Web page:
OKLAHOMA CITY - It's the time of year when going back to school is on everyone's mind, but there's a group of students we don't think of often: inmates preparing for release.
More than 1,000 DOC inmates get their GED each year. It's thanks to the dozens of teachers in their staff - teachers like Todd Winn.
Winn is adjusting from teaching high school students for 30 years to, now, those looking for a second chance.
"They felt like - and it was - every door was open to them, and that's what we teach them," he said of the students who he taught before going to the DOC. "For the men and women that I work with - I want them to know that those doors can be reopened."
Those in need of an education are tested as they go in; from there, a lesson plan is tailored toward what they need to get back in the workforce, along with things we all face like rent, medical bills and the holidays.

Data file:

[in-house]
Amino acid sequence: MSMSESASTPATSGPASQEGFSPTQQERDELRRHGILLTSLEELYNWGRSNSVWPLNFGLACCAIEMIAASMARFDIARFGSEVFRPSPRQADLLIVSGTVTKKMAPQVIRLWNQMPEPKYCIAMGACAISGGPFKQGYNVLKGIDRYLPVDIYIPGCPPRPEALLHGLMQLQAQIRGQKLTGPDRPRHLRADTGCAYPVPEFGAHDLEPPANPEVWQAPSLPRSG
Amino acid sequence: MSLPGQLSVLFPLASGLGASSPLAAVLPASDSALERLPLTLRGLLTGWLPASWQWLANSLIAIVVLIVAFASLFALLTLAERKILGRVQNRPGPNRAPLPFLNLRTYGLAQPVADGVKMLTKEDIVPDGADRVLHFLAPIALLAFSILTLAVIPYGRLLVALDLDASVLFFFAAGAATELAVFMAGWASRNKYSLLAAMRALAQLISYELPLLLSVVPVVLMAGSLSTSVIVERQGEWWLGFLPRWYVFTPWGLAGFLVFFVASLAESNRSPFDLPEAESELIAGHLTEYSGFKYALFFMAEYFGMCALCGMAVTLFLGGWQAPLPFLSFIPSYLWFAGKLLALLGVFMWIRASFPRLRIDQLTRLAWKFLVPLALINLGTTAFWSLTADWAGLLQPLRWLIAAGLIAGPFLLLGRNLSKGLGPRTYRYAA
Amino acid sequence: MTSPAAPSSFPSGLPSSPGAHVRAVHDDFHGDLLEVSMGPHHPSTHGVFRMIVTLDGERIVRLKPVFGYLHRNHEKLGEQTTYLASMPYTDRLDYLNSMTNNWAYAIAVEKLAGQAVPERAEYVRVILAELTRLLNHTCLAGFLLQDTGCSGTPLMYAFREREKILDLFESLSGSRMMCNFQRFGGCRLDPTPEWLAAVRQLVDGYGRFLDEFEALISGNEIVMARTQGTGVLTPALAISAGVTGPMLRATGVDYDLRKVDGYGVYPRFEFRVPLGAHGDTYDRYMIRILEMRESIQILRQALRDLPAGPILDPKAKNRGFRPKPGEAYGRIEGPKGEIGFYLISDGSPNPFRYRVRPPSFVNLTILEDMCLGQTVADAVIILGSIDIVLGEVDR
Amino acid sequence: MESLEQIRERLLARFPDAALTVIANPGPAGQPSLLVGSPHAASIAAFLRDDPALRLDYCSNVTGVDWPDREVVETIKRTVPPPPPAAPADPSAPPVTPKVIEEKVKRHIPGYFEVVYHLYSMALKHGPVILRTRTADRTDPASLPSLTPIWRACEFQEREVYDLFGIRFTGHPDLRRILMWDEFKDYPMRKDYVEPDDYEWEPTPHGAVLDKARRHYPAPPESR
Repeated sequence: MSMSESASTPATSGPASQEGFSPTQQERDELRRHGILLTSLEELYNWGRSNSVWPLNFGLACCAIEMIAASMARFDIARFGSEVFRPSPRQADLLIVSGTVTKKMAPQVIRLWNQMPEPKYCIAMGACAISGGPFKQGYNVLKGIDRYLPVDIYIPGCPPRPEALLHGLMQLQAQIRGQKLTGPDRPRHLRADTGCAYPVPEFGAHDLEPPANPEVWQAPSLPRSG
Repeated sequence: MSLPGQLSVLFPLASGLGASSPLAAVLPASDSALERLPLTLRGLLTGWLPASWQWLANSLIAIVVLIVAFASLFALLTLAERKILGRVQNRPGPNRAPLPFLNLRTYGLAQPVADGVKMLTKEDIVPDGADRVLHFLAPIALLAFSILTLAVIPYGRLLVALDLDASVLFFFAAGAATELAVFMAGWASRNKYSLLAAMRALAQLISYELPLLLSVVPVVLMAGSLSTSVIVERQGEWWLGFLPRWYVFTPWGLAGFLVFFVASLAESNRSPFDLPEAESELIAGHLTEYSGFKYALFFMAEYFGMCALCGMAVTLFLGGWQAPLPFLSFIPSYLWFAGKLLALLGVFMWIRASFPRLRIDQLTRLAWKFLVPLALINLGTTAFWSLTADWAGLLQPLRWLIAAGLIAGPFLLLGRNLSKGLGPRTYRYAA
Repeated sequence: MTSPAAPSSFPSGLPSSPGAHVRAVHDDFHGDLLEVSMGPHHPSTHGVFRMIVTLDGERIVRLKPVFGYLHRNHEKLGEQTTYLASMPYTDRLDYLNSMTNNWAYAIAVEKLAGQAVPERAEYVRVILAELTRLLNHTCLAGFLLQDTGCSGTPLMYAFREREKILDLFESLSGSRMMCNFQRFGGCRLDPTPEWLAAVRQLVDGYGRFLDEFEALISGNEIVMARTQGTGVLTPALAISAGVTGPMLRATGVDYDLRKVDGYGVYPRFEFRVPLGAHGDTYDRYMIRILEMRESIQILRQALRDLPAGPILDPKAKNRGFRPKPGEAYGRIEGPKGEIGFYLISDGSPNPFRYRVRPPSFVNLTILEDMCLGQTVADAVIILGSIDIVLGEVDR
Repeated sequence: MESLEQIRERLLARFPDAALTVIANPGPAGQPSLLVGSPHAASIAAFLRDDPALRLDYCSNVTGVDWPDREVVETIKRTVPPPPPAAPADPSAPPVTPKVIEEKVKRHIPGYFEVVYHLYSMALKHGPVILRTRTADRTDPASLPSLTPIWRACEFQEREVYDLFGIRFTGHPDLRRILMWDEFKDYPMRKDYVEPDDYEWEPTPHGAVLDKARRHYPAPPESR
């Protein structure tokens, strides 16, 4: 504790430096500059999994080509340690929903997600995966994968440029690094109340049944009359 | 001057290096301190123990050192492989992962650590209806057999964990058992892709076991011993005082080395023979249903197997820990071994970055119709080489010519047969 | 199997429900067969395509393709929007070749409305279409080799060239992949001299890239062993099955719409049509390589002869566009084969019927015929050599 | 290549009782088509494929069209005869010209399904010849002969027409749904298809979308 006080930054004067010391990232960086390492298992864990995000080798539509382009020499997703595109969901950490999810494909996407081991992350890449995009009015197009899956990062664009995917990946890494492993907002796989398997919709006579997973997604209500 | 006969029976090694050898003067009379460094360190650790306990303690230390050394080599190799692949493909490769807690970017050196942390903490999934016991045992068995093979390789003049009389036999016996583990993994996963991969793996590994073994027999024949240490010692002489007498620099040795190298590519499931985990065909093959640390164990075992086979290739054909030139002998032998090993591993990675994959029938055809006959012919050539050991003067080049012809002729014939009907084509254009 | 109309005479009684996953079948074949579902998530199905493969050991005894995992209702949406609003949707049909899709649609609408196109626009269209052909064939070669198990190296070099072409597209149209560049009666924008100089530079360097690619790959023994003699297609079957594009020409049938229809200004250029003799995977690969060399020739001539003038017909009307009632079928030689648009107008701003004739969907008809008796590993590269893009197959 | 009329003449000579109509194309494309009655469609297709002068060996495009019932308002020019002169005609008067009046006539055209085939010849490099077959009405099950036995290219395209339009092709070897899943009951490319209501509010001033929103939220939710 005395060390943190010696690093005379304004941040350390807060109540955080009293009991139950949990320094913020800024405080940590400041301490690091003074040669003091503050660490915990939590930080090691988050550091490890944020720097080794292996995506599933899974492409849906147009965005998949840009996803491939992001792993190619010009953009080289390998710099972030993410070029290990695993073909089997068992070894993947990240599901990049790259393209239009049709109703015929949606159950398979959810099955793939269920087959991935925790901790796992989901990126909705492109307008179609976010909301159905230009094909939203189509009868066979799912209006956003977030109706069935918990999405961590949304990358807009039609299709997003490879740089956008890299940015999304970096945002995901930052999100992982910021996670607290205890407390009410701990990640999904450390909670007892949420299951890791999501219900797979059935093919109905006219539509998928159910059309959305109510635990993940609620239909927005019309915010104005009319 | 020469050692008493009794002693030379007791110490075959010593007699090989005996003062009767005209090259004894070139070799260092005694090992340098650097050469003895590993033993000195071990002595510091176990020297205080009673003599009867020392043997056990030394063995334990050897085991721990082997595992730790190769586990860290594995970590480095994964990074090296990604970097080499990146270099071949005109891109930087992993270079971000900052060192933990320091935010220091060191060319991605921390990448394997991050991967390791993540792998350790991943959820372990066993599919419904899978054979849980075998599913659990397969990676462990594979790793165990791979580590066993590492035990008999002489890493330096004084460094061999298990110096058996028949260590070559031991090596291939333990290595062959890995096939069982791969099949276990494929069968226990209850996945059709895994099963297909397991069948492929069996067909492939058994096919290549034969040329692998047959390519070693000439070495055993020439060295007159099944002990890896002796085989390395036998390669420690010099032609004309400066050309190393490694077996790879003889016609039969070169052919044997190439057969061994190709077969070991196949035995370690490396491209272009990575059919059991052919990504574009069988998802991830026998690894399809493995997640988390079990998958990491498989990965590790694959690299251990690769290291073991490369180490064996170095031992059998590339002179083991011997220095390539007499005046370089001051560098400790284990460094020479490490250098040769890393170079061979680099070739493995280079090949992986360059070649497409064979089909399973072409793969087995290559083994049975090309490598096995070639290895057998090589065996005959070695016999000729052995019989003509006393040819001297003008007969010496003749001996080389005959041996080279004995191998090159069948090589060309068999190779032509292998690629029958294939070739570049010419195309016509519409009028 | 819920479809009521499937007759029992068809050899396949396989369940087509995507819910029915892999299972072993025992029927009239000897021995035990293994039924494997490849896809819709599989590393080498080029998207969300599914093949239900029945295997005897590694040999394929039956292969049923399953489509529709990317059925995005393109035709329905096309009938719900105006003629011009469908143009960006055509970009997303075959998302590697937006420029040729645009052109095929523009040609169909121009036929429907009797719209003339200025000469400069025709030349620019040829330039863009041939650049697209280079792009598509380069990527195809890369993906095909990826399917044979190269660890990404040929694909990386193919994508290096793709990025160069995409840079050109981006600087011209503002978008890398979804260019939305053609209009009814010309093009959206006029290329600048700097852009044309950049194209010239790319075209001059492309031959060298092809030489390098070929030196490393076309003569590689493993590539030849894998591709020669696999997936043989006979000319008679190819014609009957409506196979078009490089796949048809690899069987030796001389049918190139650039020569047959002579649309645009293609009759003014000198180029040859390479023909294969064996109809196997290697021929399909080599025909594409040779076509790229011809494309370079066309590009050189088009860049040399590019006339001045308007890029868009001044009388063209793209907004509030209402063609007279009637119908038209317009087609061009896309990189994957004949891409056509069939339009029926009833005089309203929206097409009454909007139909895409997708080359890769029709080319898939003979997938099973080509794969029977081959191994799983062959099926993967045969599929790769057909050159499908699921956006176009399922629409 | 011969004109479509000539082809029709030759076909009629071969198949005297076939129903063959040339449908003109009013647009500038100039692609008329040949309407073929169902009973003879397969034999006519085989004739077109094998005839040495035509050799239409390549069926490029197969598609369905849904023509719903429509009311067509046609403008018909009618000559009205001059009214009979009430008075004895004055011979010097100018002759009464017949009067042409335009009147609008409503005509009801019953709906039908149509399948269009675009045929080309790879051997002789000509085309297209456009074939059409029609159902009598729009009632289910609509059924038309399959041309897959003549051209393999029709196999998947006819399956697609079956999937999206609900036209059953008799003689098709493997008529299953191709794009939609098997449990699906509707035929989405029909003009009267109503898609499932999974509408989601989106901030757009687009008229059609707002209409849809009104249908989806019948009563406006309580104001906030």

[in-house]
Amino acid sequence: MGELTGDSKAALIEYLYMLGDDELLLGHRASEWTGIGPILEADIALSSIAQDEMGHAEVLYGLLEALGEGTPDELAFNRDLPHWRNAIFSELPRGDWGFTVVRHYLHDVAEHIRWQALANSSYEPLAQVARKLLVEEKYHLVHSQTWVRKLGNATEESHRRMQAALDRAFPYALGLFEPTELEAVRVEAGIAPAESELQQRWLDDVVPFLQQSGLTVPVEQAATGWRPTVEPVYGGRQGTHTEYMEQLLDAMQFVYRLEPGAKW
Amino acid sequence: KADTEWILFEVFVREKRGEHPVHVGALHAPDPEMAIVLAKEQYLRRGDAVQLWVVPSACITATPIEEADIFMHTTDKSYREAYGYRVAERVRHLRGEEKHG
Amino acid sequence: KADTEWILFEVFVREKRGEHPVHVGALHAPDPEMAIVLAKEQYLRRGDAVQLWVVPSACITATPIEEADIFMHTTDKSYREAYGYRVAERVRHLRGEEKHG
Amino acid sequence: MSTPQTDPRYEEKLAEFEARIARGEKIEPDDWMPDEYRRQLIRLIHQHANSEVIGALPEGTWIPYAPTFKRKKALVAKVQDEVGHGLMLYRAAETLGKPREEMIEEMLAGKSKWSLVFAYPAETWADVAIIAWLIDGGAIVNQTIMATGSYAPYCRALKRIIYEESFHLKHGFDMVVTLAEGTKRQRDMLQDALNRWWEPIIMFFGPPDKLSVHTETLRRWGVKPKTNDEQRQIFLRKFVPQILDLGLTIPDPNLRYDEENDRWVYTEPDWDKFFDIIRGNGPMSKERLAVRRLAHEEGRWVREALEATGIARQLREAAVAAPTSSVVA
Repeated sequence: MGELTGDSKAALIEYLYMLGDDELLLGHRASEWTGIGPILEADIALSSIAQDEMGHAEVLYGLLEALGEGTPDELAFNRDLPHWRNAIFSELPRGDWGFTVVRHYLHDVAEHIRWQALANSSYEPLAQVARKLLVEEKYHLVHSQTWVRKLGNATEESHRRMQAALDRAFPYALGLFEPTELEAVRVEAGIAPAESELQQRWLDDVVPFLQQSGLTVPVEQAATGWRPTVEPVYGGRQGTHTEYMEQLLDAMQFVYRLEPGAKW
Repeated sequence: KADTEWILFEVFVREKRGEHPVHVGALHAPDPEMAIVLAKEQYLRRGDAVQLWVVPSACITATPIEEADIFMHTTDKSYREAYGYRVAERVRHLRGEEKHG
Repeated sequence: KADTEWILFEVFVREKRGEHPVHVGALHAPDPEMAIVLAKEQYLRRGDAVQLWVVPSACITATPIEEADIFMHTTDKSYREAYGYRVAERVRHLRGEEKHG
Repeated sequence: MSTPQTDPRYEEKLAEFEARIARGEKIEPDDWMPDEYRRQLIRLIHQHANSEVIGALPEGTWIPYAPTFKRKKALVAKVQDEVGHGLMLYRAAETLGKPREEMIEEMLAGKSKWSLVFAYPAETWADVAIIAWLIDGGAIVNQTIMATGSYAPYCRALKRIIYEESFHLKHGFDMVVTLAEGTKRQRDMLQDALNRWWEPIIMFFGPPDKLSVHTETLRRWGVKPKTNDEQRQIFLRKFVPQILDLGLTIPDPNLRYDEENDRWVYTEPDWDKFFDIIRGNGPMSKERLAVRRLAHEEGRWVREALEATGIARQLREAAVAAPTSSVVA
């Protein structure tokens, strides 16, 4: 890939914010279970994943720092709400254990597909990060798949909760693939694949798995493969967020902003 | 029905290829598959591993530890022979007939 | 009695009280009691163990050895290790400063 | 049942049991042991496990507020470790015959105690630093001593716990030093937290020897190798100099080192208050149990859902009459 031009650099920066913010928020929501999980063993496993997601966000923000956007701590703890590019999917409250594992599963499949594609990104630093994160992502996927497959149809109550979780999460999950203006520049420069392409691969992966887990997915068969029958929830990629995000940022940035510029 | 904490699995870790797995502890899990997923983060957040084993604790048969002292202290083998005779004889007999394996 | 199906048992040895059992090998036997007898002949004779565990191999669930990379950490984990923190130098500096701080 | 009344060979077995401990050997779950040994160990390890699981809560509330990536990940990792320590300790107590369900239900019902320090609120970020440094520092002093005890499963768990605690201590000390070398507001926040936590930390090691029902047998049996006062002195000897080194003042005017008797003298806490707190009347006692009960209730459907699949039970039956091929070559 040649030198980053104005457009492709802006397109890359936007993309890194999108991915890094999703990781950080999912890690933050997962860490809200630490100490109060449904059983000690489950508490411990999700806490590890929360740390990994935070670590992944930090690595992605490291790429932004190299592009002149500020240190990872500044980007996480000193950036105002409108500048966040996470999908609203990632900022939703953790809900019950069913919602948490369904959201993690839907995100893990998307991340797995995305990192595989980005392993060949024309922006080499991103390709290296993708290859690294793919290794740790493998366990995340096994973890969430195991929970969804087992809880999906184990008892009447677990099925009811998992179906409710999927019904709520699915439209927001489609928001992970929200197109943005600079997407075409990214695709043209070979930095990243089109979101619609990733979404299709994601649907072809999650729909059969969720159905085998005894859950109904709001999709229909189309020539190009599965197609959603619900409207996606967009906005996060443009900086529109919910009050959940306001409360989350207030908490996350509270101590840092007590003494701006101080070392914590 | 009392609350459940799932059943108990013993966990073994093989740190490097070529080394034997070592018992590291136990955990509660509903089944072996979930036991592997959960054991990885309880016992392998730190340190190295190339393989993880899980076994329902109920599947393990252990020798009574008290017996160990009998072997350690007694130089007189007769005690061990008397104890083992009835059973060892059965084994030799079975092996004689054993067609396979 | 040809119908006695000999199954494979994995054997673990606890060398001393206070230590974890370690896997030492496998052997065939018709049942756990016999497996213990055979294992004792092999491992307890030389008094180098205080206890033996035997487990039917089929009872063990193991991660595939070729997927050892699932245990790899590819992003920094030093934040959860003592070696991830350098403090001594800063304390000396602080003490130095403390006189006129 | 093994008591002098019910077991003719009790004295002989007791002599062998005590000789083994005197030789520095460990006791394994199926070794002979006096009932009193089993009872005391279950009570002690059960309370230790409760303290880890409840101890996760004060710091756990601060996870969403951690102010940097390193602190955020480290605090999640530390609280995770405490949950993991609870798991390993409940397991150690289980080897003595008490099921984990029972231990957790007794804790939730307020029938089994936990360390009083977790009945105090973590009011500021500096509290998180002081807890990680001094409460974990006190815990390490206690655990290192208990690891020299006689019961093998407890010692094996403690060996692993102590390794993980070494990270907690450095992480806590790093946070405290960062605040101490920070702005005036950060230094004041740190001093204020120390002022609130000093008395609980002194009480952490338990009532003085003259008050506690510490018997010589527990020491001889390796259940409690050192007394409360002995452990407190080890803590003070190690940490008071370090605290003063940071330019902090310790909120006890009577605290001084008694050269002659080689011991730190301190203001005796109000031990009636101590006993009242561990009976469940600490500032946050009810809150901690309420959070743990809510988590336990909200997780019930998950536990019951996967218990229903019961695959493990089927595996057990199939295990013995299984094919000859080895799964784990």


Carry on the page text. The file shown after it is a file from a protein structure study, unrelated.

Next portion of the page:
But, it's not just life skills they're gaining. For some, they're learning to trust again.
"I shouldn't be so afraid to go out there and live life again because I'm still alive and kicking and I have people on my side," said Jamie Dean, an inmate and student of Winn's.
For others, they're working to regain the trust of those who mean the most to them.
"I'm trying to learn to be a better mother and person, and I'm doing all of this for him and for them and also doing this for myself," said Shannon Johnson.
"I want them to understand as much as anything that they can restart their lives, that they can go out and be productive citizens," Winn said.
Education is available for men and women in every DOC facility. It's mandatory for anyone whose education level is lower than high school.